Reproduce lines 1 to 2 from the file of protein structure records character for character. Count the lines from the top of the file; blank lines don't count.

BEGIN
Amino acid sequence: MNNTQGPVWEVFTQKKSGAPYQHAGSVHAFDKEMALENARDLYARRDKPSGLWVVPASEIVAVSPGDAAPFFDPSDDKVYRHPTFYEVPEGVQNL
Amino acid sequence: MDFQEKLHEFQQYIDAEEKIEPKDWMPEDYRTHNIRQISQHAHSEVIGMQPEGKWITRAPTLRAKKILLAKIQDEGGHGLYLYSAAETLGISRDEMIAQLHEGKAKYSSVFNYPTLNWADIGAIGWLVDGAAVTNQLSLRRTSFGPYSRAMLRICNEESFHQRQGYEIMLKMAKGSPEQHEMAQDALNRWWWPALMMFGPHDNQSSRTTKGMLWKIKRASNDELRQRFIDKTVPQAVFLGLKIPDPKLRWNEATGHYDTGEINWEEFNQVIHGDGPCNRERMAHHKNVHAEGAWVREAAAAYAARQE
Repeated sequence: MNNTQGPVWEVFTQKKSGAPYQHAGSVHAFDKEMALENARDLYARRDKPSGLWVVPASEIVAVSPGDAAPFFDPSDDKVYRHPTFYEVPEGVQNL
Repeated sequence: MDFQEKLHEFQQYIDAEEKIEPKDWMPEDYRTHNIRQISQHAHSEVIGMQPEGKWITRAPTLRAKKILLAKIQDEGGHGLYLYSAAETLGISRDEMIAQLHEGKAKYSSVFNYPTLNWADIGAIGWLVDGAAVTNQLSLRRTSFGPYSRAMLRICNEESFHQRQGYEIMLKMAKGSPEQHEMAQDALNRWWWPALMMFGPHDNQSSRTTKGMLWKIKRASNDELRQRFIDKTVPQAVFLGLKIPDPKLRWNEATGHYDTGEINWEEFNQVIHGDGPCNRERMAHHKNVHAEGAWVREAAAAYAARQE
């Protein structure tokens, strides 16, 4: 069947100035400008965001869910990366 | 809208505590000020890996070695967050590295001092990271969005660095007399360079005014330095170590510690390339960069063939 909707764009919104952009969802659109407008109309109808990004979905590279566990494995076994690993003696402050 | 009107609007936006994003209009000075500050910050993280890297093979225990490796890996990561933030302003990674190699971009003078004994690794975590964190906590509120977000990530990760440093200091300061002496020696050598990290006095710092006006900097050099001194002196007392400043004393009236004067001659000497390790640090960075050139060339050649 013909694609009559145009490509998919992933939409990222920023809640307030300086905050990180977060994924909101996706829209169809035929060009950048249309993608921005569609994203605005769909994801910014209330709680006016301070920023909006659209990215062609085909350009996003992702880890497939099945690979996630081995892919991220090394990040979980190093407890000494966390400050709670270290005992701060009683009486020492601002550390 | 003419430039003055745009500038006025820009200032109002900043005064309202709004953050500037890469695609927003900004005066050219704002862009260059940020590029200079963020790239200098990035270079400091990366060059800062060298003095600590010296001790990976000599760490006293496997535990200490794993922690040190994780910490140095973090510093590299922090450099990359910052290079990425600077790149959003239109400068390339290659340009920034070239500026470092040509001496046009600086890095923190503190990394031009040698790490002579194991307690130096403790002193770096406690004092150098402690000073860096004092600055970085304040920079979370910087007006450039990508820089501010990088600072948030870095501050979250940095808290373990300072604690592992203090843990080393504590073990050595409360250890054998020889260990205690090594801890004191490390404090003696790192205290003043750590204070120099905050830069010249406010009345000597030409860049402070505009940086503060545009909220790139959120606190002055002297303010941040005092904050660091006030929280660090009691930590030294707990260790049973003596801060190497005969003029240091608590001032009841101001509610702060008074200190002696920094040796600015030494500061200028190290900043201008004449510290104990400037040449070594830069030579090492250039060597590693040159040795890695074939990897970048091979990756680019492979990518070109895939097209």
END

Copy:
Amino acid sequence: MNNTQGPVWEVFTQKKSGAPYQHAGSVHAFDKEMALENARDLYARRDKPSGLWVVPASEIVAVSPGDAAPFFDPSDDKVYRHPTFYEVPEGVQNL
Amino acid sequence: MDFQEKLHEFQQYIDAEEKIEPKDWMPEDYRTHNIRQISQHAHSEVIGMQPEGKWITRAPTLRAKKILLAKIQDEGGHGLYLYSAAETLGISRDEMIAQLHEGKAKYSSVFNYPTLNWADIGAIGWLVDGAAVTNQLSLRRTSFGPYSRAMLRICNEESFHQRQGYEIMLKMAKGSPEQHEMAQDALNRWWWPALMMFGPHDNQSSRTTKGMLWKIKRASNDELRQRFIDKTVPQAVFLGLKIPDPKLRWNEATGHYDTGEINWEEFNQVIHGDGPCNRERMAHHKNVHAEGAWVREAAAAYAARQE